Hey, My Boss’ Boss is Asking My Opinion!

Hey, My Boss’ Boss is Asking My Opinion! You have been beavering away in the bowels of your company, feeling as if you’ll be stuck in this job forever. Your boss (let’s call him Trevor) is something of a stick-in-the-mud who wants to do things as they’ve always been done. Then one morning, out of the blue, your boss’ boss (Jennifer), appears at your cubicle. Jennifer: Hi, Matt, have you seen Trevor? You: He’ll be in later—something about his daughter. Jennifer: Okay. I wanted to ask about the Waverly contract. Do you think it’s worth going ahead? You: Oh, absolutely. There are huge upsides. Jennifer: Yeah, but some downsides, too. They’re such a new company. You: But with great potential. We could be their supplier of choice as they grow. Jennifer: Yes, that’s a thought….Could you put together the pros and cons—something I can take to the VP? You: Sure, I’ll get right on it. You have died and gone to heaven. Not only does Jennifer know who you are but she’s asked your opinion! This is your chance. You knock off the pros and cons right away and send it to her. Within the hour, she gets back to…

Harmony through Silence

Harmony through Silence An option is always to keep your head down when the big guns of conflict come out. Sometimes silence is a good idea and sometimes not. Let’s talk about this possibility. Why silence is a bad idea You wouldn’t be representing your group well. A potentially good idea will get lost. A sub-optimal solution might be adopted. You might be wimping out by not speaking up. It’s good for the company The reasons above are about the company. That is, if you speak up, the company benefits by getting closer to the right solution. Even the last one fits. You’re wimping out by not helping the company be its best. The organization is usually better off if knowledgeable people occasionally ruffle feathers. But is it good for you? Depends. Depends on how you feel about the issue under discussion. I care deeply. Meaning, it is related to your own values and ethics. Not speaking up will do your sense of self-worth damage. I don’t care. g. a change with no impact, or any solution works for you. You might want some visibility by speaking, but if your comments are seen as disturbing the peace, you might want…

Benefiting from the Need for Harmony

Benefiting from the Need for Harmony In the last post, you attempted to table a proposal but were left hung out to dry. You hadn’t realized that the need for harmony trumped support for a good idea. Are you doomed to let Tod run the show? Not necessarily. You can be aware, respect, and even use the need for harmony. Let’s rewind and redo the meeting. The second meeting (reprise) YOU: I’d like to table my proposal. Tod: We have to deal with Finance’s first. YOU: How about hearing mine so we can compare? (turns to group) Who’s for that? Show of hands. (all hands go up) Tod: (grumpily) Fine. Let’s get it over with. Using the need for harmony Okay, very clever. You used the need for harmony to move your agenda forward by: Sidestepping a direct confrontation. Last time, you went head-to-head with Tod, disturbing the need for harmony and making everyone uncomfortable. They punished you by silence when you needed them to speak. Asking the group for something minor and non-verbal. In addition, rather than asking them to speak and risk Tod’s sharp tongue, you just asked for a show of hands. Much easier, especially if you…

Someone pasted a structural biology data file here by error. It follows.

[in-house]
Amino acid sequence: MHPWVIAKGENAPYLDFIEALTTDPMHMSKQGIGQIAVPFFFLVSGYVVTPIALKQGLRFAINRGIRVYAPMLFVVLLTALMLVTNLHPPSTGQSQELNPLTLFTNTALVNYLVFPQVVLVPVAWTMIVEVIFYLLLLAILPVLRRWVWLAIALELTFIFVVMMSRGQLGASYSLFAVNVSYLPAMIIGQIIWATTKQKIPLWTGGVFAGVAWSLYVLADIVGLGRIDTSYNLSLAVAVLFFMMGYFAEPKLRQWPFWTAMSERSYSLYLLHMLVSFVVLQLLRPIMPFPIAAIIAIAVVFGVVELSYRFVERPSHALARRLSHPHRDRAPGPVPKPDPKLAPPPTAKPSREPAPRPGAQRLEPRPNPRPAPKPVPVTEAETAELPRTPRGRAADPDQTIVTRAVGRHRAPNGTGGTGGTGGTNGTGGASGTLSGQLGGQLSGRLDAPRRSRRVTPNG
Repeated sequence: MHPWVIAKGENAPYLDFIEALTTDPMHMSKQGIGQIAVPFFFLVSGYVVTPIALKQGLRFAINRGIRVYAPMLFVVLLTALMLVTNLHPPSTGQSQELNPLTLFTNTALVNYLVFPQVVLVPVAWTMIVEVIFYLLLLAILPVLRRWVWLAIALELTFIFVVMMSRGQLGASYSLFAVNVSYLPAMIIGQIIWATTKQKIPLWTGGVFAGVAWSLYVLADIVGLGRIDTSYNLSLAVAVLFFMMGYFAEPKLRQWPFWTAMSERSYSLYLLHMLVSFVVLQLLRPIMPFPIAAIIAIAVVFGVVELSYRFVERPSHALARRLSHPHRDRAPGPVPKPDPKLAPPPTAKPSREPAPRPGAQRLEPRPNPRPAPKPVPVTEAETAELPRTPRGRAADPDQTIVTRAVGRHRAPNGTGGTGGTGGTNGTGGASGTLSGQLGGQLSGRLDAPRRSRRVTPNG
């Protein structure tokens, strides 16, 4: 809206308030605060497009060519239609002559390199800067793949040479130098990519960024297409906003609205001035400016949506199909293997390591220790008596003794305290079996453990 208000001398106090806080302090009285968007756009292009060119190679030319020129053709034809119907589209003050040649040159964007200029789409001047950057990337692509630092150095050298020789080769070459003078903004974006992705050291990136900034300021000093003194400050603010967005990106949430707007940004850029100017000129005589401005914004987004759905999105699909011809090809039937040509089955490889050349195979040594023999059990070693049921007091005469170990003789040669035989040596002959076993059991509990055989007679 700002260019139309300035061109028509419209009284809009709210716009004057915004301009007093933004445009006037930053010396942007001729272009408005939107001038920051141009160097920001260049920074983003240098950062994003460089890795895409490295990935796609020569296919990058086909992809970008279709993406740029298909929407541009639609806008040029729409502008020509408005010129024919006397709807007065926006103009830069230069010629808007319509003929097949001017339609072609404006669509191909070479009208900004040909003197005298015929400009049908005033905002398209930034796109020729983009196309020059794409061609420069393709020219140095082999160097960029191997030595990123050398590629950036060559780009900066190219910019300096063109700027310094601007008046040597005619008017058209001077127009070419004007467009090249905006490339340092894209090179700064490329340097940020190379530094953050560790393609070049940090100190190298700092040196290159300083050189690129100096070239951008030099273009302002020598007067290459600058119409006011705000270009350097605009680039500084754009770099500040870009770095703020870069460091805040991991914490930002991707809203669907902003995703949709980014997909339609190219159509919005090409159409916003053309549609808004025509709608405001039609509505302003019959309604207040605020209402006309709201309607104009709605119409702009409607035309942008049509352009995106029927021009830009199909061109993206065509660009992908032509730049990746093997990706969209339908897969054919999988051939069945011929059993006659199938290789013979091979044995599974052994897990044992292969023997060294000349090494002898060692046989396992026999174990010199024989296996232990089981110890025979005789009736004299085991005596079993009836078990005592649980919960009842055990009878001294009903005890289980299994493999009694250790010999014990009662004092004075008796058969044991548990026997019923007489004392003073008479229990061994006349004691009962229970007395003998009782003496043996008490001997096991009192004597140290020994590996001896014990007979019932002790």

Challenging Fighting Words

Challenging Fighting Words Challenging Tod In the last post, you had an ugly meeting. Tod from Finance tried to grab the whole contracting process and went ballistic when people objected. You’ve had an idea you think would work. But the way things are going, it’s likely to be tough to get the idea heard. What can you do to get your idea heard? If you try to table it over Tod’s singlemindedness, it’s likely to descend into another shouting match. But if you gather support before the meeting, you’ll up your chances of swinging things your way. You spend the rest of the week talking to Sarah, Lilianna, Irwin, and others. They’re reluctant but, in the end, concede that it’s a better idea than Tod’s. You’re pleased. The second meeting YOU: I’d like to propose an approach to meet our needs and still be responsive to customers. Tod: Wait a minute, we didn’t finish discussing Finance’s. YOU: We did discuss it. Tod: No way. All I got was roadblocks. Nobody tried to make it work. YOU: Let me present my idea and then we can compare. Tod: (voice rising) Are you trying to cut Finance out? I bet you want…

Fighting Words

Fighting Words Fighting words to streamline a process Your boss has chosen you to represent Customer Relations in a cross-departmental group to streamline a process. Things have come to a head because your biggest customer is threatening to use a competitor if your company can’t fix the slow process. You expect some fighting to get it done. The first meeting Tod (Finance): The solution is clear. Finance taking the lead will speed things up a whole lot. YOU: How do you figure? Tod: We write the contract and give final approval. If we had the whole thing, it’d be done in no time. Sarah: Without Ops input? When we have to deliver what you negotiate? Tod: We can’t have a million approvals. We have the budget, so we have most at stake. Sarah: So do we. If you negotiate below costs, we’re in trouble. Tod: (face gets red) Why would we negotiate a contract that hurts the company? Sarah: I didn’t mean— Tod: Finance guys are killing themselves and you’re saying we’d purposely do you in. YOU: I’m sure that’s not what Sarah meant, Tod. We’d just like some input. Tod: Customer Relations! Why are you even here? You’re irrelevant…